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    Q&A: Steven Kostanski gets serious about “MANBORG”

    We’ve been talking about the genius that is MANBORG for a few years now, ever since the premiere at Toronto After Dark 2011). We even wrote a raving review of it as it hit theaters late last year alongside the brilliant BIO-COP trailer, also composed by Kostanski. As the film is released in the US on DVD and VOD formats, we thought we’d finally talk to one of the minds behind the MANBORG – Steven Kostanski – and get him to open up about the film and his influences.

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    Psychopalooza: Spanish web series “BLOODY JUSTICE” mixes reality with brutality

    If you were to ask a horror fanatic what is killing pop culture, chances are more than a few may speak the words, “reality shows.” Yet for fans of a genre that so embraces found footage and voyeurism, it’s a surprise that few have previously tried to capitalize on the trend (Maurice Deveraux’ 2001 $LA$HER$ being a rare example). I’m sure THE REAL WORLD: TWIN PEAKS or SURVIVOR: CAMP CRYSTAL LAKE would have more than a sizeable audience. However, Spanish filmmaker Pablo Morales de los Rios is offering you the next best thing: BLOODY JUSTICE!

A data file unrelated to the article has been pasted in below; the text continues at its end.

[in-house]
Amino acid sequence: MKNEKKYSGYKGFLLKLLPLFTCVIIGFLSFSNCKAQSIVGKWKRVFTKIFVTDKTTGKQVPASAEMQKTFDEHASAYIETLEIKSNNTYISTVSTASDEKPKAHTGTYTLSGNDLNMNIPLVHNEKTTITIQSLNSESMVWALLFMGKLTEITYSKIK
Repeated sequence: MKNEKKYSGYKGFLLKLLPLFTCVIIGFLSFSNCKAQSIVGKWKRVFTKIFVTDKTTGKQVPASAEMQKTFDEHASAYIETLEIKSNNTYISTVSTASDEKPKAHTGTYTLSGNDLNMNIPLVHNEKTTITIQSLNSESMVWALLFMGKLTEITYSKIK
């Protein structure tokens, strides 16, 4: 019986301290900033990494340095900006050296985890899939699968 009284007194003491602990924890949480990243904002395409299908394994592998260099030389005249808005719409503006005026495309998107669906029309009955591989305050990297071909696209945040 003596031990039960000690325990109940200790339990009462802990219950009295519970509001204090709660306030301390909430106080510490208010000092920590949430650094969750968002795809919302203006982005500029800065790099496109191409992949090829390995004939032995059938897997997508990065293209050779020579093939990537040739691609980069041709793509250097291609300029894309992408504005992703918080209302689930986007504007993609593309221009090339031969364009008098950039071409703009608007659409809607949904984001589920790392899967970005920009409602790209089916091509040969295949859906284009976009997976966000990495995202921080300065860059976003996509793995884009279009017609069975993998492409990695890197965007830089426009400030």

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    Q+A: The Director of “CHUCK NORRIS VS.COMMUNISM” talks 80s exploitation, media revolution and Indiegogo

    There is a synchronicitous plethora of films either just released or in the works about the 80s VHS explosion – from Josh Johnson and Carolee Mitchell’s SXSW hit REWIND THIS to Mike Malloy’s PLASTIC MOVIES REWOUND, Dan Kinem and Levi Peretic’s ADJUST YOUR TRACKING and Mark Hartley’s Cannon Films-focused ELECTRIC BOOGALOO – but while there’s no doubt that all these films document a game-changing media revolution whose practical and nostalgic effects linger on today, how many of their directors can  claim that VHS actually helped to overthrow a totalitarian regime in their country? Ilinca Calugareanu can.